The U.S. commitment to Israel has been a constant of both parties - until now. By demanding a halt to the natural growth of Jewish settlements on the West Bank, Obama is applying a tourniquet to Israel’s throat. If she cannot grow, she will die. Which is what Obama’s new-found friends have wanted since 1948.

Israelis are grumbling, not surprisingly, asking why Americans who inhabit Iroquois territories should want to choke off Israeli growth. But they know they are heavily dependent on U.S. goodwill.

President Obama looked more than a little uncomfortable in Riyadh as King Abdullah draped a golden chain around his neck. He posed for pictures with the man who rules the most anti-Christian nation on earth. He could not visit a local church because no churches are permitted in Saudi Arabia. No Bibles. No crosses. The only American flag in view was the tiny one Obama has lately taken to wearing on his lapel. The Saudi flag, of course, bears an Arabic inscription: “There is no God but Allah and Muhammad is his Messenger.” To those who might disagree, the Saudi flag also bears a scimitar to remind all that their heads will be cut off if they even murmur.

Obama allowed himself to be photographed with the bankroller of thousands of militant Wahhabi schools and mosques and “chaplains” even in U.S. prisons. This photo op was a cruel disappointment to millions of Christians in Africa. For centuries, Arab slave traders have descended on the wounded continent. Even today, especially today, African Christians are in danger from Saudi-backed predators. Saudi Arabia abolished slavery only in 1962—one hundred years after the U.S. Emancipation Proclamation. Obama was not permitted to visit Mecca or Medina to see for himself that Saudi Emancipation was real.

By telling the world in his Cairo speech that Iran had the right to develop nuclear power, but only in conformity with the Nuclear Non-Proliferation Treaty, a treaty the mullahs in Iran have been flouting for a decade, Obama may have put Israel in an untenable position. Will the Europeans now demand tougher sanctions than the ones they are already unable to enforce? Or even agree upon?

Scripture calls on us to “pray for the peace of Jerusalem.” Indeed we should. And we should pray as well for the embattled Christians of Africa and the Middle East. Nothing President Obama accomplished on his recent tour can give any comfort to the Christians and Jews. It remains to be seen whether his “outreach to Muslims” will bear any but the bitterest of fruit.

Ken Blackwell is a former U.S. Ambassador to the United Nations Human Rights Commission and a senior fellow at the Family Research Council in Washington, D.C.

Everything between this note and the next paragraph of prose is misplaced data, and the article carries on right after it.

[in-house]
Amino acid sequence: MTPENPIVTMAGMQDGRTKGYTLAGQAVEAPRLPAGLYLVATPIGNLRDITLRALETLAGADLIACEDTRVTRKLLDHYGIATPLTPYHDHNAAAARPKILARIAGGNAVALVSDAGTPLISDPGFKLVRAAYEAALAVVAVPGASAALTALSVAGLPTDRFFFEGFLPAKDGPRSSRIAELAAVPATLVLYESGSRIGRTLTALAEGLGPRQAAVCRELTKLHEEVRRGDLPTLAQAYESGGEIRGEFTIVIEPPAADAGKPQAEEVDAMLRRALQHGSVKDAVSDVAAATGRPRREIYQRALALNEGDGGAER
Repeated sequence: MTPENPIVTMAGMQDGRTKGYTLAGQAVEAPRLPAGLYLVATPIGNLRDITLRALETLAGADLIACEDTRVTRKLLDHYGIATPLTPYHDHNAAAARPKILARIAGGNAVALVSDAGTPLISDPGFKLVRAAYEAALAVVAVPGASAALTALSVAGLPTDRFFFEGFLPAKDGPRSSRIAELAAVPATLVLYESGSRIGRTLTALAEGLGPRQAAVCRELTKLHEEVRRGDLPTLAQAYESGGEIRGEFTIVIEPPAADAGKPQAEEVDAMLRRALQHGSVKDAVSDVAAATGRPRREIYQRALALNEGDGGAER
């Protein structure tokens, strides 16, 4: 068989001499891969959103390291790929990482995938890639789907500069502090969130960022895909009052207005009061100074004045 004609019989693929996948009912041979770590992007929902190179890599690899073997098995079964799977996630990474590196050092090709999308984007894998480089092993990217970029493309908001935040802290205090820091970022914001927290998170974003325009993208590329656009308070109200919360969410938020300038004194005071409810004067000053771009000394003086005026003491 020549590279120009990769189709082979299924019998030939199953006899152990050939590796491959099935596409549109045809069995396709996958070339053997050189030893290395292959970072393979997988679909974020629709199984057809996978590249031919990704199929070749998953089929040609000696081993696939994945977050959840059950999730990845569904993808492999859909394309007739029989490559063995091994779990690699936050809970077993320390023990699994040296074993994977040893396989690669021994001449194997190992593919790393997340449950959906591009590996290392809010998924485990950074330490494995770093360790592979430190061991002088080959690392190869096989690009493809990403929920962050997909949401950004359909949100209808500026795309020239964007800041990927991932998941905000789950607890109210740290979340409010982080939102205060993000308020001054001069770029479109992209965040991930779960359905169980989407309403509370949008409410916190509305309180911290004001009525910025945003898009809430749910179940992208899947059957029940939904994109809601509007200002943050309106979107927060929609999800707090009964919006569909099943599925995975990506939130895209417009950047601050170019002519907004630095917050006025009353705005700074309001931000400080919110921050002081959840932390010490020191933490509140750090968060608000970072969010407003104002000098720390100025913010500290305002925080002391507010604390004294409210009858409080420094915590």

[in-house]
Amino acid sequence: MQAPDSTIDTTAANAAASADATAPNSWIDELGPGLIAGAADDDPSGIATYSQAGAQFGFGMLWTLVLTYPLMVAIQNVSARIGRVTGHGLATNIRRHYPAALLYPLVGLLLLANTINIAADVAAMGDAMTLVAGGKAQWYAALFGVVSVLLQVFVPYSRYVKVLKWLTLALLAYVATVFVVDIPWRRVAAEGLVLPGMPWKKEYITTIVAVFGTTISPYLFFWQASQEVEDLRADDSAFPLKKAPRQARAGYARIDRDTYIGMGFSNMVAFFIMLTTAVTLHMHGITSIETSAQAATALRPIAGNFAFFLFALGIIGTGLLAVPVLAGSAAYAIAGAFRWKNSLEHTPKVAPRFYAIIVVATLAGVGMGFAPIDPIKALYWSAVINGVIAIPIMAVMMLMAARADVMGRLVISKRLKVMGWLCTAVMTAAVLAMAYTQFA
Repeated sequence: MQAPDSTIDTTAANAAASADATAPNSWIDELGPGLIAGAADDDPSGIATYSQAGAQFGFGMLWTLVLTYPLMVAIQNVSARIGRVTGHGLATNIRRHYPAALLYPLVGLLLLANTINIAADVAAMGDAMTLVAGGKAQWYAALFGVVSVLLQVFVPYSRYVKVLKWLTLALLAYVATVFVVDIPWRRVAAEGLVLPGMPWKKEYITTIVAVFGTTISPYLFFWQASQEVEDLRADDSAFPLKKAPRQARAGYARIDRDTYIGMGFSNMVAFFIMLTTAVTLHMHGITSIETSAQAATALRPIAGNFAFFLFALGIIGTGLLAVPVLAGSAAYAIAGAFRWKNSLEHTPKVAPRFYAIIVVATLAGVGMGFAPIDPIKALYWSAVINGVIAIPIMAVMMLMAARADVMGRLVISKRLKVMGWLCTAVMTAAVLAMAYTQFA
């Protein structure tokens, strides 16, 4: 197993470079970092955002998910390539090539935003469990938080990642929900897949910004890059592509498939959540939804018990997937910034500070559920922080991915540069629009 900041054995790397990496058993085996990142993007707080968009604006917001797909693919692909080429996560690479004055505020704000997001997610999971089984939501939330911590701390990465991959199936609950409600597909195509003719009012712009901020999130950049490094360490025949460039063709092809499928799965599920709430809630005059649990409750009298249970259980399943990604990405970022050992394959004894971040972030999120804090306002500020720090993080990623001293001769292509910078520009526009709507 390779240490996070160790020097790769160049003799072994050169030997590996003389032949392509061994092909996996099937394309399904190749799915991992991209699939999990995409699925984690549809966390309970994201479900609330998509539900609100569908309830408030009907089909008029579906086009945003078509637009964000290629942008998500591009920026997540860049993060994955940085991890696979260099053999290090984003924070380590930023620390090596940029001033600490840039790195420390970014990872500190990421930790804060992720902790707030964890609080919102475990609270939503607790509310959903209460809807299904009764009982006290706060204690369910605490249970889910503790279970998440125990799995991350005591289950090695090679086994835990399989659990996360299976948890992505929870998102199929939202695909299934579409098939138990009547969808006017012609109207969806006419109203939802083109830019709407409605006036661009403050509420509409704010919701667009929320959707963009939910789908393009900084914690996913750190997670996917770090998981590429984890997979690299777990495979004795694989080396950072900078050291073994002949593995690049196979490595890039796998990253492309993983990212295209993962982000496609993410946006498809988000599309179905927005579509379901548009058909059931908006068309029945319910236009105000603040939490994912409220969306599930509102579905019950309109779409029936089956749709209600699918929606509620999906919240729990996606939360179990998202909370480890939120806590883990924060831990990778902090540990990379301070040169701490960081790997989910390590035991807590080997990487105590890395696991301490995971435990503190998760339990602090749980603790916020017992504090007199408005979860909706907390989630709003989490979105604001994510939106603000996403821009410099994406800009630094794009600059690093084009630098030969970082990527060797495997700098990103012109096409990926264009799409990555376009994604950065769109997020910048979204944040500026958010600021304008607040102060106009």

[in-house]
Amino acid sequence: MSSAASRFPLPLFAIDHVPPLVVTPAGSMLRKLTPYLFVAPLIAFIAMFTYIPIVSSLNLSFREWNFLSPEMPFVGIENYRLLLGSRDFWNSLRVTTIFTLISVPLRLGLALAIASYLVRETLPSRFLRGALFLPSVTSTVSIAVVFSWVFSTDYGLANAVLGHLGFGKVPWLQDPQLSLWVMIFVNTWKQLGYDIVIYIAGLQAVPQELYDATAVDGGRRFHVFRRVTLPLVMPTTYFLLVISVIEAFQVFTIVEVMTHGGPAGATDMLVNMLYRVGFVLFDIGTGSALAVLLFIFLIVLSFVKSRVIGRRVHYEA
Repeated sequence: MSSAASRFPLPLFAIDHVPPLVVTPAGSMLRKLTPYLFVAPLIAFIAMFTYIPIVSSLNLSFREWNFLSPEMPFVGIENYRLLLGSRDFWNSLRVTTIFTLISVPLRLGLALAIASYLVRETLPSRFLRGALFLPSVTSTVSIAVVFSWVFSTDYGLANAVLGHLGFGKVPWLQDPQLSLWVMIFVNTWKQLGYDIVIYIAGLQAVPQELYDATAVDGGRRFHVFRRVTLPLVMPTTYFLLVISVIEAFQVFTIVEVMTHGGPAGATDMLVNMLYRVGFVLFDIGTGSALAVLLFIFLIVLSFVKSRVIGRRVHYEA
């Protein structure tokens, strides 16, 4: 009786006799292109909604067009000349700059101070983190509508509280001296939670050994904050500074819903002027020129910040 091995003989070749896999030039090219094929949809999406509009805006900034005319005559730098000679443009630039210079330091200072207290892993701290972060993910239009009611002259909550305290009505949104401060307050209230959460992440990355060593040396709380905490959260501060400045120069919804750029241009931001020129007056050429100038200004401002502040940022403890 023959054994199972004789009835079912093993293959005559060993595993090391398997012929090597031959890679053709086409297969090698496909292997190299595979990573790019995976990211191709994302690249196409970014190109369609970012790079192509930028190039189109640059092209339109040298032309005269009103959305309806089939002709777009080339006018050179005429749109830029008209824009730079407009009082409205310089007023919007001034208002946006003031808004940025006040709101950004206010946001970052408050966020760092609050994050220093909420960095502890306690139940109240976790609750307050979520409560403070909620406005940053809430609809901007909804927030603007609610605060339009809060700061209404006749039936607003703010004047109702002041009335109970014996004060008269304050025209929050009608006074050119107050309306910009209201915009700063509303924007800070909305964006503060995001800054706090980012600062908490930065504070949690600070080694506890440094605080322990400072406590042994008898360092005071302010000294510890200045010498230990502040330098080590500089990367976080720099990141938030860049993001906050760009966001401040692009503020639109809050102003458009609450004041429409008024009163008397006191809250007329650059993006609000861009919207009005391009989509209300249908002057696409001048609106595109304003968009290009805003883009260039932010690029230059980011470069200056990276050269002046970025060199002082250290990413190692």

This article originally appeared in The Fox Forum on June 5, 2009.

We’re not a “Christian Nation” but we are now one of the largest Muslim countries?

by Tony Perkins

June 3, 2009

On Monday in an interview with French journalist, Laura Haim, President Obama spoke about the purpose for his trip to the Middle East. During the interview, which you can read on the White House website, the President stated the following:

…I think that the United States and the West generally, we have to educate ourselves more effectively on Islam. And one of the points I want to make is, is that if you actually took the number of Muslims Americans, we’d be one of the largest Muslim countries in the world. And so there’s got to be a better dialogue and a better understanding between the two peoples.


In April, on his trip to Turkey, President Obama said, “we do not consider ourselves a Christian nation…”

So, according to President Obama we are not a Christian nation, but we are one of the largest Muslim countries in the world?

Sotomayor: A Policy Maker or a Jurist?

by JP Duffy

May 26, 2009

Here is Tony Perkins’ statement on President Obama’s nomination of Judge Sotomayer. Her record makes one wonder… is she a legislator or a jurist?

FOR IMMEDIATE RELEASE: May 26, 2009 CONTACT: J.P. Duffy or Maria Donovan, (866) FRC-NEWS

Sotomayor: A Policy Maker or a Jurist?

Washington, D.C.- This morning President Obama announced his nominee to the nation’s highest court, Judge Sonia Sotomayor of the United States Court of Appeals for the Second Circuit. Family Research Council Action President Tony Perkins released the following statement:

President Obama has chosen a nominee with a compelling personal story over a judicial pick with a solid constitutional judicial philosophy. A compelling personal story is no substitute for allegiance to the Constitution and its sound application to public life.

Judge Sotomayor’s failure to premise her decisions on the text of the Constitution has resulted in an extremely high rate of reversal before the high court to which she has been nominated.

With that fact in mind Judge Sotomayor appears to subscribe to a very liberal judicial philosophy that considers it appropriate for judges to impose their personal views from the bench. President Obama promised us a jurist committed to the ‘rule of law,’ but, instead, he appears to have nominated a legislator to the Supreme Court.

For example, in 2001 when delivering the Judge Mario G. Olmos Law and Cultural Diversity Lecture at the University of California-Berkeley Law School, Sotomayor stated: ‘I would hope that a wise Latina woman with the richness of her experiences would more often than not reach a better conclusion [as a judge] than a white male who hasn’t lived that life.’

Needless to say, that statement is troubling - if not offensive - on many levels. As the distinguished legal reporter Stuart Taylor of the National Journal observed about that speech and of Sotomayor, ‘her thinking is representative of the Democratic Party’s powerful identity-politics wing.’

In a 2005 panel discussion at the Duke University Law School that can be seen on YouTube and cable news channels, the judge stated that the U.S. Court of Appeals is ‘where policy is made.’

With all due respect to Judge Sotomayor, our constitution states otherwise and public surveys indicate that the American public understands this constitutional principle and want judges who interpret the law and do not act as life-tenured judicially empowered social workers.

The Family Research Council expects the members of the Senate Judiciary Committee and the entire Senate to fully examine and publicly present an accurate picture of Judge Sotomayor’s judicial philosophy to the American public before they vote on her nomination.”


Hate Speech that is Destabilizing